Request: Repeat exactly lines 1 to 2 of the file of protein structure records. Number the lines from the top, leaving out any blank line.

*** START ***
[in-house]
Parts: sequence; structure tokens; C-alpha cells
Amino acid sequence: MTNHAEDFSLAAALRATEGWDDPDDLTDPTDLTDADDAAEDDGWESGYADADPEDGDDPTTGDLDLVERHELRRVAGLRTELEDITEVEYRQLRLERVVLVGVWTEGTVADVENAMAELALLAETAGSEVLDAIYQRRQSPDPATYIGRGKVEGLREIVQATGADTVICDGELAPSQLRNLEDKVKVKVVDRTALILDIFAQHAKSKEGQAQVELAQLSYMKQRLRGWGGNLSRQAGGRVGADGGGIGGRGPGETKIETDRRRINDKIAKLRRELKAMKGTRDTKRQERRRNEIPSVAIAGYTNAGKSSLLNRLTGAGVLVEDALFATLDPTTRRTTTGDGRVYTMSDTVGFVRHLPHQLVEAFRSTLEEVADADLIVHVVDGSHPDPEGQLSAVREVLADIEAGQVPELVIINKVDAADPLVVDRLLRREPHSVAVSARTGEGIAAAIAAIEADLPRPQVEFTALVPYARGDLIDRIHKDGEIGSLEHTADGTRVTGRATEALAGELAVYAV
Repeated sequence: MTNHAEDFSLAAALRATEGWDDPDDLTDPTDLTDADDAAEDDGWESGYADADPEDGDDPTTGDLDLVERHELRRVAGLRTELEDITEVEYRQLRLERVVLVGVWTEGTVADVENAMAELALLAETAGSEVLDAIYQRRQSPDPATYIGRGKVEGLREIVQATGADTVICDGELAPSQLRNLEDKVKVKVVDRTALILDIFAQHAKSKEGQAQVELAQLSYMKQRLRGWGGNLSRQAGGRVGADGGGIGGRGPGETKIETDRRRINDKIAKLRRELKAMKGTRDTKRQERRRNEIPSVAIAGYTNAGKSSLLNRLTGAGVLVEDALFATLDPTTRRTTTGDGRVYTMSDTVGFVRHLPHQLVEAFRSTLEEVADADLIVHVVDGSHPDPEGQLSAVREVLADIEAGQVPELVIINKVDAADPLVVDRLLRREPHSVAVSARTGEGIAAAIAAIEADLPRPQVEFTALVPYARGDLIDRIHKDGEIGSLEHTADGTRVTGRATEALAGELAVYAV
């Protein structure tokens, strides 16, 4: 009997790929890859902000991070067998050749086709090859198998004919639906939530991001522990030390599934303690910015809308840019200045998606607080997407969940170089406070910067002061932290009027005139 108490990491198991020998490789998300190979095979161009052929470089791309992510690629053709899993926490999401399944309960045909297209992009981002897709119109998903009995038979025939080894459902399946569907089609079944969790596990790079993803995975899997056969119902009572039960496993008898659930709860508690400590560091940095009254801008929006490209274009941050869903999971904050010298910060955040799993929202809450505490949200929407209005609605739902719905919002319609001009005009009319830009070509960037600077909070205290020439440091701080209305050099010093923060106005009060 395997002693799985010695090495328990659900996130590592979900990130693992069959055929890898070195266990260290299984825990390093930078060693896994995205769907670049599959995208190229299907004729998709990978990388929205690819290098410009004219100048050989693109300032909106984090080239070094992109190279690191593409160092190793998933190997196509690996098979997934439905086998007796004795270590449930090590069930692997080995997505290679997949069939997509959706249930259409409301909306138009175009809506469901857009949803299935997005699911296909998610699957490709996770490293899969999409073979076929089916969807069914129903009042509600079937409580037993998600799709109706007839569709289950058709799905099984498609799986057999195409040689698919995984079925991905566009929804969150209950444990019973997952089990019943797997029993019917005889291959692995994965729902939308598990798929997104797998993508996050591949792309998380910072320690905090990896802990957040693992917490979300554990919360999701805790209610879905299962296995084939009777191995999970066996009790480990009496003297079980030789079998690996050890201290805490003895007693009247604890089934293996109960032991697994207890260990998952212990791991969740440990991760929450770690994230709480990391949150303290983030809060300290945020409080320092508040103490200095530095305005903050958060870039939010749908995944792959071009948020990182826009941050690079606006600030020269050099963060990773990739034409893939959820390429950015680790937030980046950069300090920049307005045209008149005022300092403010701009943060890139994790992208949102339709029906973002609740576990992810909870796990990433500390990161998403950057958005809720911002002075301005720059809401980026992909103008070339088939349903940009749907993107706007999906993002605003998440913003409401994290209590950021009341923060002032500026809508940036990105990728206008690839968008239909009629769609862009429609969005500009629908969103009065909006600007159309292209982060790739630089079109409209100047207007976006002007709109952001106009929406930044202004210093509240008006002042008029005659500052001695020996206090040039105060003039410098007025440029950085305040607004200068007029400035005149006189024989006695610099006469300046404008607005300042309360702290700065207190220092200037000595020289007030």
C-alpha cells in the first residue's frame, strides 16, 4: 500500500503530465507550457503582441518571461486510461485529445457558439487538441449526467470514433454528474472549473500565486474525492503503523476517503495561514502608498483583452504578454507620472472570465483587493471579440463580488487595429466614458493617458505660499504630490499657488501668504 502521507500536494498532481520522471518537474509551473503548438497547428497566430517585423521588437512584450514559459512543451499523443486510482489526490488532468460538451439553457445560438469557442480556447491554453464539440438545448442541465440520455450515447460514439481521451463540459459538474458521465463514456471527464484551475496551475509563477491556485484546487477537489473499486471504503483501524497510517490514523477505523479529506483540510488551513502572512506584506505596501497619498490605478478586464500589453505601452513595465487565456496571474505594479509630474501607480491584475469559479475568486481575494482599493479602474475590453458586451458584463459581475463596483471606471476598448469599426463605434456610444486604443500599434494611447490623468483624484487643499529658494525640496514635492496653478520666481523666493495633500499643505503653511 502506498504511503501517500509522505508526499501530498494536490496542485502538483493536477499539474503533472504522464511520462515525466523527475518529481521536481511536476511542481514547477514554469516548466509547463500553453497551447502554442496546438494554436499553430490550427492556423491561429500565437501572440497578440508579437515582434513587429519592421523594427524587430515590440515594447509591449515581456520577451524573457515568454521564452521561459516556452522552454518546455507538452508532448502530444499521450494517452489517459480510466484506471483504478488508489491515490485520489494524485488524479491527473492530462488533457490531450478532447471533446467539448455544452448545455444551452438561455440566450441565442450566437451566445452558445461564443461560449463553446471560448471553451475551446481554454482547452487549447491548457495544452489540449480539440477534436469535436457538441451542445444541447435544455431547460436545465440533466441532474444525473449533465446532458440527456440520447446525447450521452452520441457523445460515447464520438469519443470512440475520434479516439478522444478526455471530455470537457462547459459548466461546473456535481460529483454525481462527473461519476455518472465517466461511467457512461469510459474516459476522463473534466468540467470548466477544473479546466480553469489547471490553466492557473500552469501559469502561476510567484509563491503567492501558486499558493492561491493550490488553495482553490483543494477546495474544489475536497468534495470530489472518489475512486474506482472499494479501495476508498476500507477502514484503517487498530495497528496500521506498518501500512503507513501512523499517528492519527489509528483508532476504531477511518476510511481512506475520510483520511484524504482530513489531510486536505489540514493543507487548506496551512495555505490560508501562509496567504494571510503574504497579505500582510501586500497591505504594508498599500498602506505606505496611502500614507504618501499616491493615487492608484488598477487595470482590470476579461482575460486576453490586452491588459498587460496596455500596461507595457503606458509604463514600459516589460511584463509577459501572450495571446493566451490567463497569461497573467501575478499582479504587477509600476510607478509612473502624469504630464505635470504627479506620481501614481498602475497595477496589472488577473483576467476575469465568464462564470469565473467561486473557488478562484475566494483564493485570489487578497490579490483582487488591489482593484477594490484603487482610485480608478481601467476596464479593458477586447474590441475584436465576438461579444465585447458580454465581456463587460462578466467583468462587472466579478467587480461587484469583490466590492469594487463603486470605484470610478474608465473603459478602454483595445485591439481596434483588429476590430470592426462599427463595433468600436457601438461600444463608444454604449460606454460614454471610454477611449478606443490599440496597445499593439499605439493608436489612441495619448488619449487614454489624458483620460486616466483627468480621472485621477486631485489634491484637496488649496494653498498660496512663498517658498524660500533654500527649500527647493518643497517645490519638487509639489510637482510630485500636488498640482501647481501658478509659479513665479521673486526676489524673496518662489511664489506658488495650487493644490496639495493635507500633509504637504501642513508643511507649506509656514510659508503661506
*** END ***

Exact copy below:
[in-house]
Parts: sequence; structure tokens; C-alpha cells